Primary School Headteacher Warns Parents To Keep Children Away From 'Fortnite'
By now, we've all read about, heard about or even simply played Fortnite, or so it would seem. And as the video game continues to surge in popularity, there are stories going around left, right and centre about its purported negative aspects.
Teachers are so worried that ministers may be forced to take urgent steps to prevent youngsters ignoring age restrictions, according to MailOnline.
And now teachers are saying that pupils younger than Fortnite's age rating of 12 years old are becoming obsessed with the game and it's having an impact on their concentration in school.
The newspaper that schools across the country were pleading with parents to stop children spending their days glued to the game.
One headteacher, Jemma Garside, who runs a primary school in Stoke-on-Trent, Staffordshire, sent an email to parents where she wrote: "Unfortunately discussions around this game are being brought ... into the classroom which is distracting children from their learning."
And another school in Bristol said pupils as young as seven were playing. A post on the school's website said: "We've heard some of our children, including in Year 3, are playing a game online called Fortnite... if your child is playing this game talk to them and make sure you know what they are doing."
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This all comes as MPs consider the introduction of laws which could see companies fined for failing to police age restrictions.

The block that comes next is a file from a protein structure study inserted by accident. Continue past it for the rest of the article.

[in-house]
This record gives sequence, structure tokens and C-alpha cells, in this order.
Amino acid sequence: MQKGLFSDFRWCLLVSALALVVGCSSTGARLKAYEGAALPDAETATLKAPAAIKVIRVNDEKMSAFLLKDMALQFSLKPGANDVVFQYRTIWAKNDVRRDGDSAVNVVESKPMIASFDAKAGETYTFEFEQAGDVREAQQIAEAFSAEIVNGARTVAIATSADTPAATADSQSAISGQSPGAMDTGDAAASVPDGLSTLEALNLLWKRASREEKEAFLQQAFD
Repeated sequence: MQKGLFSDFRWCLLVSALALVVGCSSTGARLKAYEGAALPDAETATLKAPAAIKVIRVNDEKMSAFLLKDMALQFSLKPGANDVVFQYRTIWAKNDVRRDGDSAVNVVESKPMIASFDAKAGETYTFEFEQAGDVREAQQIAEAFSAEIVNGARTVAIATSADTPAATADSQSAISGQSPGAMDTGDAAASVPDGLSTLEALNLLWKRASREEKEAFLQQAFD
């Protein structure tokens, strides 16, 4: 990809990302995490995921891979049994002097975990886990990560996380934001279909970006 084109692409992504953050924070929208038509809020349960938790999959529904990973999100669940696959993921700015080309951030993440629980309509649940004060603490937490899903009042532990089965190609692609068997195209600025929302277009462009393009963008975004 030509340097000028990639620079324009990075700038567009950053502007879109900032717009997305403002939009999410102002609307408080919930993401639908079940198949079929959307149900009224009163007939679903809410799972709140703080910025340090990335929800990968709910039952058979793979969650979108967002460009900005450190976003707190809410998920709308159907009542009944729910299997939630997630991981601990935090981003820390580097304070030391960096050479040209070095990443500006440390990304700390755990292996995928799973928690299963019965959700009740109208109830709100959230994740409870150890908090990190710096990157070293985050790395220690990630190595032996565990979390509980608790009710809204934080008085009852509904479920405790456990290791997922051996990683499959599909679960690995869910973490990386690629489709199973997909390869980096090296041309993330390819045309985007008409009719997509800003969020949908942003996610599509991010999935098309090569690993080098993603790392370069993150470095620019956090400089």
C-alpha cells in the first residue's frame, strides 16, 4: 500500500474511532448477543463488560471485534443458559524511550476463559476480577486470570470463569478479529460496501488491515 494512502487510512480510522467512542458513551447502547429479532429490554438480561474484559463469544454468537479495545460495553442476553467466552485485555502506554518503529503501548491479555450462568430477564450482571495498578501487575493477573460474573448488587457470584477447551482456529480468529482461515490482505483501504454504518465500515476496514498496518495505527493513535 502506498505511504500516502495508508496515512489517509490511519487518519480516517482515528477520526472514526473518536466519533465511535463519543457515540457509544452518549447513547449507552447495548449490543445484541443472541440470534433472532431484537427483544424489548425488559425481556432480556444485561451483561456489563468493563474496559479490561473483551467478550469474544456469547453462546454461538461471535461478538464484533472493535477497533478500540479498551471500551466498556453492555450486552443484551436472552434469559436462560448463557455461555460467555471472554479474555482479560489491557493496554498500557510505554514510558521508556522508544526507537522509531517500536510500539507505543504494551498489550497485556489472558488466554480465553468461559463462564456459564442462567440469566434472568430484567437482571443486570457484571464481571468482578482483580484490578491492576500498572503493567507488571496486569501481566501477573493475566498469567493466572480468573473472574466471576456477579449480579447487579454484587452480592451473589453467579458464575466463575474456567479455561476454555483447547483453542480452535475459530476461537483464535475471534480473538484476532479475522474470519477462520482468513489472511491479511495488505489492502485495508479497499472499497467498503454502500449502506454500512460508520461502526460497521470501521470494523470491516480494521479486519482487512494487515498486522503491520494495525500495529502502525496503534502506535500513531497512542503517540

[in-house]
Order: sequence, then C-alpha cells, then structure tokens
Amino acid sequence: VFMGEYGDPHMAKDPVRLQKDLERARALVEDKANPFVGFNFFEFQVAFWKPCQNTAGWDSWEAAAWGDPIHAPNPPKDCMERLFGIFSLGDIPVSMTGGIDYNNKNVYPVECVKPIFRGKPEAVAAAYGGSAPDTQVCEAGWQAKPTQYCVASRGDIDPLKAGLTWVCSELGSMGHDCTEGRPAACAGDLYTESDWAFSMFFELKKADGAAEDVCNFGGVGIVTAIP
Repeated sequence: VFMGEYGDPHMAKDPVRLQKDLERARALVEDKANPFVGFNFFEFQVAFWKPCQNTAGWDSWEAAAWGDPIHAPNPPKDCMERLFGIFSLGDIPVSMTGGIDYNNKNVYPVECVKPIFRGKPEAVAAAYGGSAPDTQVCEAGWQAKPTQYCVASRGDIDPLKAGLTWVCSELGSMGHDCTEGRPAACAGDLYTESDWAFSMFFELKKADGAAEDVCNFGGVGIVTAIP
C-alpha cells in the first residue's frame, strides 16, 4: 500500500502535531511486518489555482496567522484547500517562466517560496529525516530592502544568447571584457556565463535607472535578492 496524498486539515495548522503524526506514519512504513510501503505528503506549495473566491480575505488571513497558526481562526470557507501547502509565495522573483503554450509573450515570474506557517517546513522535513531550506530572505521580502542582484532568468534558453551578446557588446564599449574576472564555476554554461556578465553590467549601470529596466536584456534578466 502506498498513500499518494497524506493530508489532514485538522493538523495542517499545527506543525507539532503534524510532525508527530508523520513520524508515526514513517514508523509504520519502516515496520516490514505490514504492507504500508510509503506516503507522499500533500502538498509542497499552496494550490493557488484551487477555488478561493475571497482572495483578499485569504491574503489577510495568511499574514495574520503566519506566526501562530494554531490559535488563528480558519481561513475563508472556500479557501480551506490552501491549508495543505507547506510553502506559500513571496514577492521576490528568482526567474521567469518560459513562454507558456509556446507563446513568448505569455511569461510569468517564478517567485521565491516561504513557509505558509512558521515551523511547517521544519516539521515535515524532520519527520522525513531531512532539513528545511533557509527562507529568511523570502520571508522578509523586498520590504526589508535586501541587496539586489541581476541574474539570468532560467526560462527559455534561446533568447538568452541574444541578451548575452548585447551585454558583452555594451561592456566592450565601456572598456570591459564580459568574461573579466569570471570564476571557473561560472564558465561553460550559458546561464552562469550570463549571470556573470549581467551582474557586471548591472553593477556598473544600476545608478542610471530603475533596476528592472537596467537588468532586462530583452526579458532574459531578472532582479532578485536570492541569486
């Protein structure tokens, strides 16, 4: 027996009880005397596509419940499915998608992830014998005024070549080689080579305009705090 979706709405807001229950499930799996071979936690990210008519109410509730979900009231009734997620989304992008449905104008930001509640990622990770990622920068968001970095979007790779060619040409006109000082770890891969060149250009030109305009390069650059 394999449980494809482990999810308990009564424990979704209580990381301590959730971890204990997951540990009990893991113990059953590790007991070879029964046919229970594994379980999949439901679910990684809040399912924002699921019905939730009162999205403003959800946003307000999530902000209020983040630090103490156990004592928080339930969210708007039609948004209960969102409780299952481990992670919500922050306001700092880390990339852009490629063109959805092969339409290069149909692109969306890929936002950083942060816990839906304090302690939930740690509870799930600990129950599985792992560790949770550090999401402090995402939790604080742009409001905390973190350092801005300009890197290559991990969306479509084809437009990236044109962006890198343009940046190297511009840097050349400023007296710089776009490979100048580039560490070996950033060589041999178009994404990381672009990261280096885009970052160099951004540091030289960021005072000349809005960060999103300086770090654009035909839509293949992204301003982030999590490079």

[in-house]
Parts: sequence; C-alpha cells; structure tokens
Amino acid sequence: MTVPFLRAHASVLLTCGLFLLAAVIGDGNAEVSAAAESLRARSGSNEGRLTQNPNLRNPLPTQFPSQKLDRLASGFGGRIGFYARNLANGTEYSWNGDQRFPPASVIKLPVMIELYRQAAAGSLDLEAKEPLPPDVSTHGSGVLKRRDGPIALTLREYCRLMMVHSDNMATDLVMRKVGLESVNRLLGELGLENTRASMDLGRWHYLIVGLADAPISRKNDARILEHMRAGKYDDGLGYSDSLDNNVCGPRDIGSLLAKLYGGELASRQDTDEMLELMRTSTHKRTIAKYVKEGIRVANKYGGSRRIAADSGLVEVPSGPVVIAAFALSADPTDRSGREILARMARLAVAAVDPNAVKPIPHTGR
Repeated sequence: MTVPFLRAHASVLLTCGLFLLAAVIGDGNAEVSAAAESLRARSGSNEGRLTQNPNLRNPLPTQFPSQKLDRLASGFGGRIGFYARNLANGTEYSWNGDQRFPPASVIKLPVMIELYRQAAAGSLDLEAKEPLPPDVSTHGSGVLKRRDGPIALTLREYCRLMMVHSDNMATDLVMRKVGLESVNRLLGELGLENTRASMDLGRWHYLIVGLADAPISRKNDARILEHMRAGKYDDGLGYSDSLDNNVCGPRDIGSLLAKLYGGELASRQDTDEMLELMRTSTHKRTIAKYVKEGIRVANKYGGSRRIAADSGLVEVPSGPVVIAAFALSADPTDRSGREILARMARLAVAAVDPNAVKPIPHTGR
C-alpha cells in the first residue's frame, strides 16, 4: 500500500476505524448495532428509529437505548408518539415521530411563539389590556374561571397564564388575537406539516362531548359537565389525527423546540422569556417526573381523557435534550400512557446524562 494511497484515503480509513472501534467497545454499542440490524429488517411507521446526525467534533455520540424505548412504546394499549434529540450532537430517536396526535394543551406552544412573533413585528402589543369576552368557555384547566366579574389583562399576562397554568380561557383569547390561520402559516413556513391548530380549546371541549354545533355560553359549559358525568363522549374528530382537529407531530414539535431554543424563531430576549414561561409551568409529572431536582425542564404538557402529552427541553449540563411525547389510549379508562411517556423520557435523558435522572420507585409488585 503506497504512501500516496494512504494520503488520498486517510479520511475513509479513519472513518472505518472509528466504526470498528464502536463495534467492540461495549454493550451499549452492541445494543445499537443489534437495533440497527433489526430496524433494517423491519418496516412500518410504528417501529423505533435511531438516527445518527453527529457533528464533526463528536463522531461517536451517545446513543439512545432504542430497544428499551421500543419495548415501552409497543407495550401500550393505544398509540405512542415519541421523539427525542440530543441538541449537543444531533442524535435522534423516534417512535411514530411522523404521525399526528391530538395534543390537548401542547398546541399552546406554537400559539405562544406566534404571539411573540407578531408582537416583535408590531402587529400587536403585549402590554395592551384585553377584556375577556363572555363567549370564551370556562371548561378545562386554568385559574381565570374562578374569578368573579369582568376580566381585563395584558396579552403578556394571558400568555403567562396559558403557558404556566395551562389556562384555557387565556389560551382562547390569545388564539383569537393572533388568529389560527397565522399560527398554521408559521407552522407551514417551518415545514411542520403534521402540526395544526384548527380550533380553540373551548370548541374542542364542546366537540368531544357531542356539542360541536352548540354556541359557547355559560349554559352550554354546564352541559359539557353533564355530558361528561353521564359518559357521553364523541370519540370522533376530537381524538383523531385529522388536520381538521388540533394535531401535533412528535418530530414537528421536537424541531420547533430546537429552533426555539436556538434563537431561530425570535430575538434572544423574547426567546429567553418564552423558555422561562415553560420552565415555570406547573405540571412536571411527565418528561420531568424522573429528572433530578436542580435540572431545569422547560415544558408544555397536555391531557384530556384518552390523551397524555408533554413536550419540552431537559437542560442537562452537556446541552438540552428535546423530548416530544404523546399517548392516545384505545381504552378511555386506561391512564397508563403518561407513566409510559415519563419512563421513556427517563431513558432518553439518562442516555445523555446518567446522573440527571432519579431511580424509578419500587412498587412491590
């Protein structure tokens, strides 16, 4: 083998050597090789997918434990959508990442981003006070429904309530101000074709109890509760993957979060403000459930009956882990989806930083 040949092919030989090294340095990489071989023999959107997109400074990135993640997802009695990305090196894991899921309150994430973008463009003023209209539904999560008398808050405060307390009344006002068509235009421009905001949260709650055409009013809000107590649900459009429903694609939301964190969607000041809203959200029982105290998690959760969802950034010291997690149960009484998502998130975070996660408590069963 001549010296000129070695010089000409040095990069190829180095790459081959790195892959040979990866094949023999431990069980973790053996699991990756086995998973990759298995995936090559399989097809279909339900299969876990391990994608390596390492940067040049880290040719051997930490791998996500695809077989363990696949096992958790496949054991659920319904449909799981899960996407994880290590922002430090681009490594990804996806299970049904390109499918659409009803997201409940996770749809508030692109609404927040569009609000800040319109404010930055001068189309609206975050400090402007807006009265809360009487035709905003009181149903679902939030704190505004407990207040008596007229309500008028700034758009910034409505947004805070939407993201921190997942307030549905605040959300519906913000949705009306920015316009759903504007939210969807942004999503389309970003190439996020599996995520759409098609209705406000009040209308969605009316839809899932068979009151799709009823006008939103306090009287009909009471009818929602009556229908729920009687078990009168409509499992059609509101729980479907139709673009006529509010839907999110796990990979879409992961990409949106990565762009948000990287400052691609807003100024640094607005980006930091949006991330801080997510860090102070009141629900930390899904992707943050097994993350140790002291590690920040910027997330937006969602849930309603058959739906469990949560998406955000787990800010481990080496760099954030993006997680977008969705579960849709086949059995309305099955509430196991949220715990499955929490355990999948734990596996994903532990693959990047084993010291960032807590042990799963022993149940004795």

Last night, Culture Secretary Matt Hancock's Parliamentary Private Secretary, Nigel Huddleston, said he was 'horrified' to hear stories of children becoming addicted to the game.
He admitted that friends of his 12-year-old son spoke of 'nothing else', although his own child does not play.
He said: "The Government is going to be making it increasingly difficult for children to see inappropriate content."
Recent cases highlighted the game's 'addictive nature' and 'the extent to which it quickly impacts behaviour', he added.
During a game of Fortnite, players battle to survive on an island against strangers online - fighting and killing each other until only one person is left
It was given an age rating of 12 for 'frequent scenes of mild violence'. Though the game is combat-focused, no blood is displayed on screen.
This news isn't brand new either, because back in March one mum warned people about the dangers of the game, claiming it 'changed' her 10-year-old son.
The woman described how Fornite had made her son less sociable, saying he would ignore family time. She also addressed her fears that normal life would seem boring in comparison.
Almost a year on from Fortnite's first arrival, it looks like action may now be taken against the hugely successful game.
Featured Image Credit: PA
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